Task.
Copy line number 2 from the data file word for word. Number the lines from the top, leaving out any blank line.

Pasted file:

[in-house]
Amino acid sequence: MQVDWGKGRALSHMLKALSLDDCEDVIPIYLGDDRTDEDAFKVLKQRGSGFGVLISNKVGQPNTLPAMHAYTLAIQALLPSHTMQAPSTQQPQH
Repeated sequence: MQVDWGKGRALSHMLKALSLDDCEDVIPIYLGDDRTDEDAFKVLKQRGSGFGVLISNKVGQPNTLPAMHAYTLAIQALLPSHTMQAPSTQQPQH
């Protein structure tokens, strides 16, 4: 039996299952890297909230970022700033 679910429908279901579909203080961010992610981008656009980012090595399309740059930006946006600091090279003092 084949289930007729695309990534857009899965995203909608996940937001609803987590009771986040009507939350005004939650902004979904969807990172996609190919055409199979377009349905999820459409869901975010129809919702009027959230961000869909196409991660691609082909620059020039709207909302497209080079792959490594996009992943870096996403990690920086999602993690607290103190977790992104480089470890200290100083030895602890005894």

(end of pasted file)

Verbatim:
Amino acid sequence: MQVDWGKGRALSHMLKALSLDDCEDVIPIYLGDDRTDEDAFKVLKQRGSGFGVLISNKVGQPNTLPAMHAYTLAIQALLPSHTMQAPSTQQPQH